Because grubs feed on grass roots, they are always underground and may be at work for weeks before symptoms of their damage can be seen on the surface.  The damaged areas appear as discolored turf that can be easily peeled back from the soil.  A grub infestation can also cause an additional problem because raccoons and skunks that feed on grubs may dig up parts of a lawn to get to them.  It is important to take special notice of any beetles that may be in your yard as it could suggest a future grub problem.

Chinch Bugs

Chinch bugs are small insects that live above the soil in lawns and feed on grass blades by piercing them with their mouthparts and sucking out the juices.  These insects survive through the winter by seeking shelter under shrubs and hedges and they mate in the late spring.  An adult female chinch bug can lay up to 250 eggs in a lawn and in about 3 weeks, their nymphs hatch and begin to feed.

Chinch bugs can be found in most regions of the United States and they can attack any species of grass.  When a lawn is infested with chinch bugs, small brown patches of grass will begin to appear and will continue to grow if the problem is ignored.  It is possible for chinch bugs to destroy an entire lawn in as little as three weeks if they are not properly controlled.

Crane Flies and Leatherjackets

Crane flies are often mistaken for mosquitoes because of their similar appearance.  They are about an inch in length with long slender legs and brown bodies.  They emerge as adults in the late summer or early fall and they can lay up to several hundred eggs in a lawn.  Once the crane fly larvae, or leatherjackets as they are also known, hatch, they feed aggressively on the roots and crowns of the lawn.

Leatherjackets feed mostly on decomposing organic matter and can be found near compost piles, within the top three inches of the turf, and in adjacent plant beds as well as areas of excessive moisture or shade.  The damage from leatherjackets causes minor discoloration of the turf but if an infestation is ignored, large areas of the turf will get chewed down to the soil.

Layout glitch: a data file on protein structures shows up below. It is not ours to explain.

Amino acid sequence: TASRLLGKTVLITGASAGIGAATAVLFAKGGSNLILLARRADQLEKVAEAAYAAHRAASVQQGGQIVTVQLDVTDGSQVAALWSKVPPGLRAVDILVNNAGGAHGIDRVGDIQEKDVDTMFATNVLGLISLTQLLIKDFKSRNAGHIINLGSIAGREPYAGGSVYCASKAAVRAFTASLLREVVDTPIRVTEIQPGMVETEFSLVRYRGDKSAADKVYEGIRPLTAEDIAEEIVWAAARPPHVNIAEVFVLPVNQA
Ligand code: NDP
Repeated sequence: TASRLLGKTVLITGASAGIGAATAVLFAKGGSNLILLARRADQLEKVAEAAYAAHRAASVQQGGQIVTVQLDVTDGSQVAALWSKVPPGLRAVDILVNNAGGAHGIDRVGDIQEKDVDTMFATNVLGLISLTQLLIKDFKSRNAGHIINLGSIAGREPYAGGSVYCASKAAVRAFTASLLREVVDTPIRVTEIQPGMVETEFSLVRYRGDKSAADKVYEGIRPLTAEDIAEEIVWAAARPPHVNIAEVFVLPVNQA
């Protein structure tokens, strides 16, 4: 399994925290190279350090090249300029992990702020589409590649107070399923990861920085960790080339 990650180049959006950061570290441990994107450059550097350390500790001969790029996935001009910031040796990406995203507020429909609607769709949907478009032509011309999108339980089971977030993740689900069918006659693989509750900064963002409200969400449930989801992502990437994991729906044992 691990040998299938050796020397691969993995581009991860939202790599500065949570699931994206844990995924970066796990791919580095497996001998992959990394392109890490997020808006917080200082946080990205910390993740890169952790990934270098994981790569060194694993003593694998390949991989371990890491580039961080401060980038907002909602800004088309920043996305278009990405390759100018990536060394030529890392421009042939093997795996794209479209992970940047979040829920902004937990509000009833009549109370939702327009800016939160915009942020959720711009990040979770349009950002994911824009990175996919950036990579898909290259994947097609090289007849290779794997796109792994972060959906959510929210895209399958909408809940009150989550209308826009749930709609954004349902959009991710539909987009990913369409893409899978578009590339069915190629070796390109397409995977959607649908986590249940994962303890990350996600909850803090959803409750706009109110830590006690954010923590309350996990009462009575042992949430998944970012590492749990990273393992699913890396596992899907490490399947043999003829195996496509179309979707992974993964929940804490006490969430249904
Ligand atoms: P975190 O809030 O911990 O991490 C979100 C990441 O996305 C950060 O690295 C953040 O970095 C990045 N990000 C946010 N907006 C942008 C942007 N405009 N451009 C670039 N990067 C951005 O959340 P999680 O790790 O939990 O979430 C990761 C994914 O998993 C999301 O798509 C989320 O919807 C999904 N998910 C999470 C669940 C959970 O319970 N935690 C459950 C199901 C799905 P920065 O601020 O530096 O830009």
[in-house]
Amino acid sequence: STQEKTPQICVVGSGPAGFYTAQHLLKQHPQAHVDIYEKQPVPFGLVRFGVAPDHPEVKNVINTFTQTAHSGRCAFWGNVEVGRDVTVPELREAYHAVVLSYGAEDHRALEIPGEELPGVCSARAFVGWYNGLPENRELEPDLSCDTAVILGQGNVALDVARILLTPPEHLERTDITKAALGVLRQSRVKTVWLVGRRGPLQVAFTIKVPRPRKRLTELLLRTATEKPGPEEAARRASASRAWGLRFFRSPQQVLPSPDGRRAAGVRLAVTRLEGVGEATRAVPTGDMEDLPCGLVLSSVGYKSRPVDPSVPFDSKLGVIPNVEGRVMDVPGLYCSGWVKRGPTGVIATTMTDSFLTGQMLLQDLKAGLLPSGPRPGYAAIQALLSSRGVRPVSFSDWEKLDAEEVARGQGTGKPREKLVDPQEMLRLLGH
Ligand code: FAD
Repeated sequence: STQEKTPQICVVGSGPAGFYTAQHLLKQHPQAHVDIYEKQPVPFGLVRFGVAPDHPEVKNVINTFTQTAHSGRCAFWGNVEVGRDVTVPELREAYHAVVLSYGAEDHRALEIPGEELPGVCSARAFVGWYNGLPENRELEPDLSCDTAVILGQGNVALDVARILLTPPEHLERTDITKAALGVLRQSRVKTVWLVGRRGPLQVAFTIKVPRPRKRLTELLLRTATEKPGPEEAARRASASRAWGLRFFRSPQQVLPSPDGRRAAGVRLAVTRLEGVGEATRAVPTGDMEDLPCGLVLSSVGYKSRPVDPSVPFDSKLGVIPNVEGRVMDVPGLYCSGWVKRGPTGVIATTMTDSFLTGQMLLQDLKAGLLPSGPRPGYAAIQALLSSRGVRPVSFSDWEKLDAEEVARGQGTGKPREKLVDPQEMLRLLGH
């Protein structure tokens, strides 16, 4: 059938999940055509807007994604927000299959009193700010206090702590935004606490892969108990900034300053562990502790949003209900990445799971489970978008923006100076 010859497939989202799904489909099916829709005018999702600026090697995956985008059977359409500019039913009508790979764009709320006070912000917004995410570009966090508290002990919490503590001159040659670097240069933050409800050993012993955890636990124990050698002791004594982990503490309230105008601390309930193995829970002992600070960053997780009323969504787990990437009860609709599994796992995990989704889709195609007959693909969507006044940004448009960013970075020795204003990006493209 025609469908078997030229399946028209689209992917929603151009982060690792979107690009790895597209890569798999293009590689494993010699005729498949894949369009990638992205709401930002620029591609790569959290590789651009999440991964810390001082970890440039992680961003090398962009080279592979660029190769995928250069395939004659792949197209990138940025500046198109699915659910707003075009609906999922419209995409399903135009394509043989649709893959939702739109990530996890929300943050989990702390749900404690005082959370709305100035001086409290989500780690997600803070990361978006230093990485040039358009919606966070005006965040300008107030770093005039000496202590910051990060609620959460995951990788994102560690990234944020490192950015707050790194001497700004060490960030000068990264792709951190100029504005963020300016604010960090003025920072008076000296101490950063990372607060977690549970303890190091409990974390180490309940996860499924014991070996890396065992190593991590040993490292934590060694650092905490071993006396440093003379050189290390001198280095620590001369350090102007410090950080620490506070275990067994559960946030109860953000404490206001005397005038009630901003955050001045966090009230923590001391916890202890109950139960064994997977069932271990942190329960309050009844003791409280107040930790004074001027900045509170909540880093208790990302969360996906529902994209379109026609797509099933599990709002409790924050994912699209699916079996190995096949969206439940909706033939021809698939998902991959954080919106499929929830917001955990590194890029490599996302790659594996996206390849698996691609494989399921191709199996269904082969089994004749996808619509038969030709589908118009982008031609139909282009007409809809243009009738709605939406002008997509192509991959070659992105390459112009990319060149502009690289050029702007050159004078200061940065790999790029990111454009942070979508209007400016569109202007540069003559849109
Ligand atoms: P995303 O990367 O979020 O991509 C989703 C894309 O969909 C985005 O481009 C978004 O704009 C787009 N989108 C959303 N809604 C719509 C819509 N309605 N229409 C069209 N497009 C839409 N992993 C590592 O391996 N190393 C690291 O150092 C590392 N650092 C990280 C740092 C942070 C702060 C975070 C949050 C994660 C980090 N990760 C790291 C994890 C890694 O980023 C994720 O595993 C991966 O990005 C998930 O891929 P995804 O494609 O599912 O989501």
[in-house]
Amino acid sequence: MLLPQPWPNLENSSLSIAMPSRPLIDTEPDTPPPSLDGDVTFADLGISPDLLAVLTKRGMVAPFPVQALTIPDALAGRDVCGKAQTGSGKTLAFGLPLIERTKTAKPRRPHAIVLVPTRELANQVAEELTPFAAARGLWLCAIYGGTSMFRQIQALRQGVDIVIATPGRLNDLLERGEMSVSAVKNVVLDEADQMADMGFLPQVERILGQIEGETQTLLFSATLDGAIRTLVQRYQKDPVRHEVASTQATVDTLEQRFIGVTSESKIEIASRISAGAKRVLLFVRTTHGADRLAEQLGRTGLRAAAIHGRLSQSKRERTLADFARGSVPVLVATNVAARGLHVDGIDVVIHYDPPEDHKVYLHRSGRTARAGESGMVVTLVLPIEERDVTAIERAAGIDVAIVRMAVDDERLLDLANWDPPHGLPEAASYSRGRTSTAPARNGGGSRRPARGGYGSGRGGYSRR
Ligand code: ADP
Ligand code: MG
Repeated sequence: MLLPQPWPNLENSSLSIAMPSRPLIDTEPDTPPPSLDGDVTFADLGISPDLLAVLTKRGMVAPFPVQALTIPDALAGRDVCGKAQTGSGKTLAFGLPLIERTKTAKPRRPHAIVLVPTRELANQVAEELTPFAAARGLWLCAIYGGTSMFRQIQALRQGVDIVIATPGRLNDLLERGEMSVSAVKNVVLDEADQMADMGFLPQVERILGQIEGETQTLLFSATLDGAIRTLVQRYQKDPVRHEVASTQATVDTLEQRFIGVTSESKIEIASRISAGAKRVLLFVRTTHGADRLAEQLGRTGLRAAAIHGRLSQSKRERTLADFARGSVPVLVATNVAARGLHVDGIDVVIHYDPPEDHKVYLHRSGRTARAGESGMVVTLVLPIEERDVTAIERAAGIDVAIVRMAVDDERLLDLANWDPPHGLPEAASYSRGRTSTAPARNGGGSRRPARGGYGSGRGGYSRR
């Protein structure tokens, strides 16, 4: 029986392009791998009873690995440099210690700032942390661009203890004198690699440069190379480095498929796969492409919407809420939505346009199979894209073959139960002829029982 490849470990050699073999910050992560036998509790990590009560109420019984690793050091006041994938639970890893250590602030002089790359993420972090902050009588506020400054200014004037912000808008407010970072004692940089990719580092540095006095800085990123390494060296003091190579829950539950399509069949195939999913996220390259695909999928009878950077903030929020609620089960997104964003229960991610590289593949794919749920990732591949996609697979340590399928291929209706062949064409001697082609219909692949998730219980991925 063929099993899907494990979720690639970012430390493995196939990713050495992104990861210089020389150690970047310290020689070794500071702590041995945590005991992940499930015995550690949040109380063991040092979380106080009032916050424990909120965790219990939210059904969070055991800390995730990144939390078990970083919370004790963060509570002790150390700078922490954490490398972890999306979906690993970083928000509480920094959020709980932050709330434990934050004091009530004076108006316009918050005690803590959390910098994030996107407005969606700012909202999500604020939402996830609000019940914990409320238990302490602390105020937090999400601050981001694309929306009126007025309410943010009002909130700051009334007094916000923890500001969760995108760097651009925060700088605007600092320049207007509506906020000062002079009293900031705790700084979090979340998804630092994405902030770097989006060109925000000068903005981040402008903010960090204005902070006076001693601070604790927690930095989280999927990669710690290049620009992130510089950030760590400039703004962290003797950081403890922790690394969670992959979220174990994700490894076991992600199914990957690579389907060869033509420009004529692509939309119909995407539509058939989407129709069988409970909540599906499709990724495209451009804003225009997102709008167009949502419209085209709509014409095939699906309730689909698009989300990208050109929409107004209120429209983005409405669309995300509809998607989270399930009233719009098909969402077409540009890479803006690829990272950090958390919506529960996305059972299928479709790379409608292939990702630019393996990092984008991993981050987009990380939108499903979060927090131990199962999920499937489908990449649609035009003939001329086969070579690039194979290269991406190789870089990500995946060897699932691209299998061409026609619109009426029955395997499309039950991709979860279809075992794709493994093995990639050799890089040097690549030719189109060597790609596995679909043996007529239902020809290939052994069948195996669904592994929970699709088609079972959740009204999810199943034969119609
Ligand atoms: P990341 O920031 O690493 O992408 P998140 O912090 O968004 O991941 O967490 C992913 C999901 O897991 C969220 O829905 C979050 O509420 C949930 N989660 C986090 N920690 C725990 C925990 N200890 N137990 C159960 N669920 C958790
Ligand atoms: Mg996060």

Homeowners should be on the lookout for these pests in their lawn throughout the entire lawn care season so that an infestation can be identified and stopped before any significant damage is caused.  If you are concerned about an infestation in your lawn, talk to a Green T technician about how our grub control and tree and shrub treatment can help keep your lawn free of these pests.

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Protecting Your Lawn from Fairy Ring

In Spring on July 22, 2013 at 4:13 pm | Written by green-admin

With all the potential diseases that can develop in lawns throughout the St. Louis area, one of the most difficult to control is fairy ring.  Fairy ring is caused by different types of fungi and it attacks all turf grasses common to Missouri.  A variety of fungi live in the thatch and soil of a lawn all year long and they destroy the turf by feeding on the grass plants.  Fairy ring tends to occur near sources of decaying organic matter, such as a stump or excess thatch, and it is especially prevalent during the season’s dry months and in nutrient-deficient soil.


Fairy ring may take on one of several different appearances.  In order to correctly identify fairy ring in your lawn, it is important to become familiar with all the warning signs.